Czech Repoblic Oral History Center, Prague

18 July 2011

Miroslav Vanek (right) interviewing Miloš Jakeš, former General Secretary of the Czechoslovak Communist Party (1987-89).

The Oral History Centre (COH) was established in 2000 as a research department of the Institute of Contemporary History, Czech Academy of Science in Prague. It is led by Miroslav Vanek, president of the Czech Oral History Association (COHA), recently elected president of the International Oral History Association (IOHA) for 2010–2012, and non-official ‘guru’ of Czech oral history. Pavel Mücke, senior researcher, at the Oral History Centre, provides an overview of the centre’s work as it continues into its second decade.

‘To date, the centre has transcribed, digitised and archived some 700 interviews through various projects, financed mainly by the Czech Grant Agency and Grant Agency of Czech Academy of Sciences. The collection is varied, including interviews with university students today, those who were part of the “youth generation” in the 1980s, communist elites and dissidents, Czech emigrants and reemigrants, and with workers and intelligentsia class members from 1970s and 1980s. ‘The COH has recently received funding by the Czech Grant Agency for a further oral history project (2011-2015). The project aims to document the everyday life of people before and after 1989. The focus will be on members of the following groups: white collar workers, representatives of the financial sector, people employed in the agrarian sector and members of the armed forces of the state (soldiers, security, police and firemen). The outputs should contribute to the knowledge of the nature and specifics of the normalization regime and later democratic transformation.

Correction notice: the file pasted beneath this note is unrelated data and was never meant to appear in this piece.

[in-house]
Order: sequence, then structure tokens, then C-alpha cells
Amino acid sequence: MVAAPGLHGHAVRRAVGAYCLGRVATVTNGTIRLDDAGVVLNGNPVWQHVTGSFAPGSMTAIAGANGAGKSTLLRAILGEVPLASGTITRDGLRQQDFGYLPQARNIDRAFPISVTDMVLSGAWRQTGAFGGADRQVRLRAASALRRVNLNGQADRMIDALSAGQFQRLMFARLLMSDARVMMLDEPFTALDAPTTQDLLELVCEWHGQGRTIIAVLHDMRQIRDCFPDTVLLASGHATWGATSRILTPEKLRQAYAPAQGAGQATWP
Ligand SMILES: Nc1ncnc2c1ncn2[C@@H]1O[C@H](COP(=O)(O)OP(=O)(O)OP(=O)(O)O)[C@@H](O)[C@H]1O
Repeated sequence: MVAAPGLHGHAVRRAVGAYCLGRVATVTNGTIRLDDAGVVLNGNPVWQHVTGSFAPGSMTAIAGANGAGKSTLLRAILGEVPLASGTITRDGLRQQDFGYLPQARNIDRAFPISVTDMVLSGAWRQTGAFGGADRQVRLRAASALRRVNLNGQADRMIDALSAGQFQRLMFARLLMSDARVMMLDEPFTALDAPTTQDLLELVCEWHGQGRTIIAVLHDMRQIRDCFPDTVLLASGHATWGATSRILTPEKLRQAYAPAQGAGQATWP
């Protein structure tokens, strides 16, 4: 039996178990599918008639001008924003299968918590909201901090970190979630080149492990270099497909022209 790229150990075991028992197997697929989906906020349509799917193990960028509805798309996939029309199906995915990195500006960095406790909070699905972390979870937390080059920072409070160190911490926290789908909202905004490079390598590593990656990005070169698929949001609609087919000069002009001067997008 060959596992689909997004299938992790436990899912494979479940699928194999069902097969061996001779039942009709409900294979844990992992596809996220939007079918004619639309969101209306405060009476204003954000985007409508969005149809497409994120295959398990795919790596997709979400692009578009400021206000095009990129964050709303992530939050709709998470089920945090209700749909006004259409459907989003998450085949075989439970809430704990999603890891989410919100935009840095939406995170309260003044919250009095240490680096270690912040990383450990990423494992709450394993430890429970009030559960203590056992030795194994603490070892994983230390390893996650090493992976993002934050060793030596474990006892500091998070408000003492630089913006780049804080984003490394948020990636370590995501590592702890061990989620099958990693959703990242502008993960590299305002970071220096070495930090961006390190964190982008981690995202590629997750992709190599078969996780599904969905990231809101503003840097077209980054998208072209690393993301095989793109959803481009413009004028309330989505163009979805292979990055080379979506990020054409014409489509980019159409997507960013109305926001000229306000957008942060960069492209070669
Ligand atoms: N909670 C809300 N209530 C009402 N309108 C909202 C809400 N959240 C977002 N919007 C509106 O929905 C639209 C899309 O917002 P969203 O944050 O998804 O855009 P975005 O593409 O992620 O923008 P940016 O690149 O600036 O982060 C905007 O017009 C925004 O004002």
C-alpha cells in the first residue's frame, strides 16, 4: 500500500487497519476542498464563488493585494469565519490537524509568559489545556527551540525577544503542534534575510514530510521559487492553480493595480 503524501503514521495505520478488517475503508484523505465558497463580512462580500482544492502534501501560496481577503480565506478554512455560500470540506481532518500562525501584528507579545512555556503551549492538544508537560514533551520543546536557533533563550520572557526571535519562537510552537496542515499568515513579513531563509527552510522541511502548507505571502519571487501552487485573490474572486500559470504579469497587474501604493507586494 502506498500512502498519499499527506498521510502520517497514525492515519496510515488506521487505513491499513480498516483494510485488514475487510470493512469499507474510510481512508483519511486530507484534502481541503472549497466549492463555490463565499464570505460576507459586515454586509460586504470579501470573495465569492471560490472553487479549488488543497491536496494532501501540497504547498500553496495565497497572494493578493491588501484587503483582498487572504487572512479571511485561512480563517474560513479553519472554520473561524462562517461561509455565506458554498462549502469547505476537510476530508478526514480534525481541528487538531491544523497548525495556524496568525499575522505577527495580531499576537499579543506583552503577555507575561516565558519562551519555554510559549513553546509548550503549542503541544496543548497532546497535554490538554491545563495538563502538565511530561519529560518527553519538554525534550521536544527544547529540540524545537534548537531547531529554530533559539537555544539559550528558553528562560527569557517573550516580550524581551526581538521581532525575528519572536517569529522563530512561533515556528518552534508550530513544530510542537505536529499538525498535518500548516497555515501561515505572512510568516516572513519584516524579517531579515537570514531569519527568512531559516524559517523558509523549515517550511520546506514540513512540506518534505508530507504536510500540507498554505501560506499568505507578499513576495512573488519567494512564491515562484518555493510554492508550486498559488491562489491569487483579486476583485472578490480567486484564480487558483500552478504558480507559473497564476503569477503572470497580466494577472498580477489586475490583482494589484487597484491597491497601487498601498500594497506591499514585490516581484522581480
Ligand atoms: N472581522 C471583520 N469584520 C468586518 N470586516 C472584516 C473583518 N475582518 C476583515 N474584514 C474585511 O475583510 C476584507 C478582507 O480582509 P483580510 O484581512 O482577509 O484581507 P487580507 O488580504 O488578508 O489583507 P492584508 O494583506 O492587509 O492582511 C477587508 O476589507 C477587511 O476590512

‘The grant will support the collection of a further 150 interviews, to enhance the existing COH’s collection. The aim is to then analyse the whole collection of 850 interviews as offering a specific perspective on Czech and Czechoslovakian society during the last forty years. ‘The growing popularity of using interviews to interpret the past is an exciting moment. It is important however that oral history is not used to politicise history by prioritising the stories of certain individuals. In current times in the Czech Republic we are witnessing a great return of ideology and forced attempts to limit academic and scientific freedom. We believe the best response is a social science research project, based on methodologically sound oral history, undertaken in a transparent, non-ideological way, with a focus on dissemination and educational activities.’ l For more information on the COH please contact Pavel Mücke, or visit the website at

Source: International News Section of UK's Oral History Journal, Spring 2011

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